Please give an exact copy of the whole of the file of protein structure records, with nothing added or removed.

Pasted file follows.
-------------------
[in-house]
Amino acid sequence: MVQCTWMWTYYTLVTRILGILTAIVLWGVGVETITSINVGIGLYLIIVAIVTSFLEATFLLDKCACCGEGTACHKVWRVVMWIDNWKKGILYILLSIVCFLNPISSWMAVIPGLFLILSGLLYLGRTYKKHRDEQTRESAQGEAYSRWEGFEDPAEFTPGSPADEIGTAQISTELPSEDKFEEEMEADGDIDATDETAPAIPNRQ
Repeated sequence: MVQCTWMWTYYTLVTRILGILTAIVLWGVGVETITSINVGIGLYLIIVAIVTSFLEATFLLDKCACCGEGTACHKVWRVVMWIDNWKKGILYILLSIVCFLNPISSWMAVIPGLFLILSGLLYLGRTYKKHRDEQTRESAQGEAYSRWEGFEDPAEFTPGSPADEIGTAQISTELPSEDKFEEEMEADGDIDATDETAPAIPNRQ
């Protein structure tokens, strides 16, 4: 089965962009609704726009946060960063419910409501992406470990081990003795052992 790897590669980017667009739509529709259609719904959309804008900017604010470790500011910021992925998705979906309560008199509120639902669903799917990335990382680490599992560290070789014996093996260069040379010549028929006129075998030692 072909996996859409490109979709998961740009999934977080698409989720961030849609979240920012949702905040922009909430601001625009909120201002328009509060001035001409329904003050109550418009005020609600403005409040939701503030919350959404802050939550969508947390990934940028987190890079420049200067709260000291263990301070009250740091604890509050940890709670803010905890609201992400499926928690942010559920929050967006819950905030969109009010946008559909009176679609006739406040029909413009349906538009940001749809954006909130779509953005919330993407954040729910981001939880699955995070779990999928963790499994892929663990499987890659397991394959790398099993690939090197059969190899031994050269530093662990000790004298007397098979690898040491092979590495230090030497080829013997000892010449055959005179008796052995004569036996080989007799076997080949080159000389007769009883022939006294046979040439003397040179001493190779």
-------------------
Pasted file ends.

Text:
[in-house]
Amino acid sequence: MVQCTWMWTYYTLVTRILGILTAIVLWGVGVETITSINVGIGLYLIIVAIVTSFLEATFLLDKCACCGEGTACHKVWRVVMWIDNWKKGILYILLSIVCFLNPISSWMAVIPGLFLILSGLLYLGRTYKKHRDEQTRESAQGEAYSRWEGFEDPAEFTPGSPADEIGTAQISTELPSEDKFEEEMEADGDIDATDETAPAIPNRQ
Repeated sequence: MVQCTWMWTYYTLVTRILGILTAIVLWGVGVETITSINVGIGLYLIIVAIVTSFLEATFLLDKCACCGEGTACHKVWRVVMWIDNWKKGILYILLSIVCFLNPISSWMAVIPGLFLILSGLLYLGRTYKKHRDEQTRESAQGEAYSRWEGFEDPAEFTPGSPADEIGTAQISTELPSEDKFEEEMEADGDIDATDETAPAIPNRQ
């Protein structure tokens, strides 16, 4: 089965962009609704726009946060960063419910409501992406470990081990003795052992 790897590669980017667009739509529709259609719904959309804008900017604010470790500011910021992925998705979906309560008199509120639902669903799917990335990382680490599992560290070789014996093996260069040379010549028929006129075998030692 072909996996859409490109979709998961740009999934977080698409989720961030849609979240920012949702905040922009909430601001625009909120201002328009509060001035001409329904003050109550418009005020609600403005409040939701503030919350959404802050939550969508947390990934940028987190890079420049200067709260000291263990301070009250740091604890509050940890709670803010905890609201992400499926928690942010559920929050967006819950905030969109009010946008559909009176679609006739406040029909413009349906538009940001749809954006909130779509953005919330993407954040729910981001939880699955995070779990999928963790499994892929663990499987890659397991394959790398099993690939090197059969190899031994050269530093662990000790004298007397098979690898040491092979590495230090030497080829013997000892010449055959005179008796052995004569036996080989007799076997080949080159000389007769009883022939006294046979040439003397040179001493190779």